Monday, November 18, 2019
Home BBC Watch David Keighley: Trump’s ‘Brexit plus plus’ is poor Beeb’s worst nightmare

David Keighley: Trump’s ‘Brexit plus plus’ is poor Beeb’s worst nightmare

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For the boys and girls at the BBC, last night was deja-vu all over again. Another worst nightmare come true.

Clearly on their menu as the polls closed across the US was a night of election results coverage which, it was fervently hoped, would feature the beatification of St Hillary as Patrol Saint of Right-on Causes and smasher of glass ceilings everywhere.

This triumph was going to expunge dreadful memories of that devastating night in June when Nigel Farage helped unleash (in the BBC’s frequent estimation) the ‘catastrophe’ of Brexit.

It was a chance, too, to forget the tragedy of May 2015, when, despite months of BBC coverage that the Conservative Party was doomed, Ed Miliband was so unjustly rejected by pesky voters and condemned instead to go back to his bacon sandwich-eating lessons, his three kitchens and to ponder what to do with his miraculous pledge-stone.

Last night, an army of correspondents, as the results began to flow, told us confidently that here was democracy properly in action, and this time their approved candidate, that beneficent St Hillary, would definitely triumph. Pollsters said so.

But then – bang, suddenly! The Florida College was called. Panic stations! What to do?

For 18 months BBC journalists  and presenters had been warning – primarily in the UK, of course, but also through services received in the US – that Trump was the Devil incarnate, an abuser of women, a lover of Russia, and much more on the Dark Side.

The gears started grinding, expressions began to change. As more states swung to the Republicans, how could electors make yet another crass mistake and dare to elect him?

Hillary, their heroine, that breaker of the glass ceilings that Boudicca of climate change, was on the skids. And Trump, the nutcase wall builder, supporter of ‘extreme immigration’ measures, dispenser of buckets of vitriol, of division beyond anything in the world, ever, was….going to win!!!!

The shock was so profound that by 6am when the Today programmed the Corporation clearly had decided it was describing a wake.

Presenter Sarah Montague read the headlines in funereal tones normally reserved for a major tragedy, such as the death of Nelson Mandela.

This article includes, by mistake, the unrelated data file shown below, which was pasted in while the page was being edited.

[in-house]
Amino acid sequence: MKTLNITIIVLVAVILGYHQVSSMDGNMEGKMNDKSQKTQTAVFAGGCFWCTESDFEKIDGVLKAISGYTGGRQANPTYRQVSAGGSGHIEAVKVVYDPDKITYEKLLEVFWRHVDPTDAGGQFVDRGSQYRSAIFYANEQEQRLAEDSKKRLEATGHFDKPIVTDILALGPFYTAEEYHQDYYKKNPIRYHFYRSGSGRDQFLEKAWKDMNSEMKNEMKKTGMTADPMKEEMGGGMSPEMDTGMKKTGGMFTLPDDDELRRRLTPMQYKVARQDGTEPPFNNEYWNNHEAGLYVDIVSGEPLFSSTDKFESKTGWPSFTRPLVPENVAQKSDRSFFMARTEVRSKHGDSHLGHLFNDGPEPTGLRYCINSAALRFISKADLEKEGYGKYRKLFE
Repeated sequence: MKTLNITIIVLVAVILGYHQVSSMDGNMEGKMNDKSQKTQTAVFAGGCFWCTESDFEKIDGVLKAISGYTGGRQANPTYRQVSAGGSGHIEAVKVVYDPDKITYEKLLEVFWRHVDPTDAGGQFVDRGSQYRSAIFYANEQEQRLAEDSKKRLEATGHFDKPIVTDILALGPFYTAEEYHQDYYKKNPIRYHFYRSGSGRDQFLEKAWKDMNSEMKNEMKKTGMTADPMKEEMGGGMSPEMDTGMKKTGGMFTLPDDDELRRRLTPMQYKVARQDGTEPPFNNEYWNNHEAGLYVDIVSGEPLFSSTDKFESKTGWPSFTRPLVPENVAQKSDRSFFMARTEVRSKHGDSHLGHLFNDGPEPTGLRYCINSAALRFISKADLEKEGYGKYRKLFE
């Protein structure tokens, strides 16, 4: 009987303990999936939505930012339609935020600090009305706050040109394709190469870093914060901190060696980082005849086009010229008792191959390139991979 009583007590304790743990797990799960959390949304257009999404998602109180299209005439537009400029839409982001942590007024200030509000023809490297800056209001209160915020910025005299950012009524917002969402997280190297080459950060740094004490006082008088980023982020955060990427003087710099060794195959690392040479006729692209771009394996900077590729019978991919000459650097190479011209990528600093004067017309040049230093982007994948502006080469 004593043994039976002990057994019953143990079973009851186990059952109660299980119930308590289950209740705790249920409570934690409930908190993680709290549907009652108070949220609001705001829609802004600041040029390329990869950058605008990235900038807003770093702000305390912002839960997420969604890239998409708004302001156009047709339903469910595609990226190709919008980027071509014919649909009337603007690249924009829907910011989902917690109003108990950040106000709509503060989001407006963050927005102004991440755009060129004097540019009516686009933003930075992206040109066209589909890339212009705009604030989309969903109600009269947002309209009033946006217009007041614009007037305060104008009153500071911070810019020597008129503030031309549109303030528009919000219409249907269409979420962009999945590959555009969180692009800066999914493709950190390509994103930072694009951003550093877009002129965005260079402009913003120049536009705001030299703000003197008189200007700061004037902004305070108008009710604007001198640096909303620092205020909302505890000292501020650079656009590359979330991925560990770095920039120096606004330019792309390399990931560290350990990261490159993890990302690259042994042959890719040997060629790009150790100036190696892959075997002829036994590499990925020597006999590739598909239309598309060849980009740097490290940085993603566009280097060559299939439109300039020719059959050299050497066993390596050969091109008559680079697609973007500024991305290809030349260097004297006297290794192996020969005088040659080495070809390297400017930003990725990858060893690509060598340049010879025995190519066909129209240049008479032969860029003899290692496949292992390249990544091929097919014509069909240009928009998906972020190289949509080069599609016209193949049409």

As the show progressed, she interviewed one of the most pro-Democratic party figures that could be found, the historian Simon Schama, to ask how really, really bad things were. He obliged by suggesting that, in effect, Armageddon was now on the cards: war, an unprecedented economic crash, and the expulsion of the Innocents (sorry, immigrants).

But that was not enough. Montague next suggested that this was on a par with the election of Hitler. Even Schama was not sure about that.

Next up was Economics Editor Kamal Ahmed. He intoned that as exactly as with Brexit, the stock markets were crashing, the dollar was plunging, and investors were rushing with every sinew towards ‘safe’ currencies like the Japanese yen.

Business Editor Dominic O’Connell joined in the refrain, and found a succession of experts who obediently agreed with and amplified the Ahmad message of crash, bust and impending doom.

Still not enough. Today dug deeper into its contacts book to find another guest who would tell the audience what a world disaster was unfolding. On came Tony Blair’s favourite civil servant, Jonathan Powell, and he duly delivered: to him, this was undoubtedly the worst political event, on a par with Brexit. Under Trump, the US would become isolationist, dangerous, and belligerent.

And what about the poor immigrants? BBC World Service correspondent Nuala McGovern in Mexico had found some Mexicans in a restaurant. They were not happy bunnies. The Trump approach to border security was ‘very worrisome’ and already what he planned had caused the  peso to plunge at least 15 per cent in value.

On it went. Embittered Democrats joined in the refrain and made it plain that no hatchets were going to be buried anytime soon.  During the programme, Trump made his acceptance speech, but that was merely a punctuation mark in the deluge of disaster.

Perhaps there were odd words or phrases here and there in the programme that were less negative, especially from James Naughtie, but they were well and truly swamped.

This, without doubt was another edition of the BBC’s The Great Catastrophe Show, and it joins the Brexit morning coverage and that of the 2015 General Election as a classic of its kind.

(Image: Gage Skidmore)

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David Keighleyhttp://news-watch.co.uk
Former BBC news producer, BBC PR executive and head of corporate relations for TV-am. Director of News-watch.

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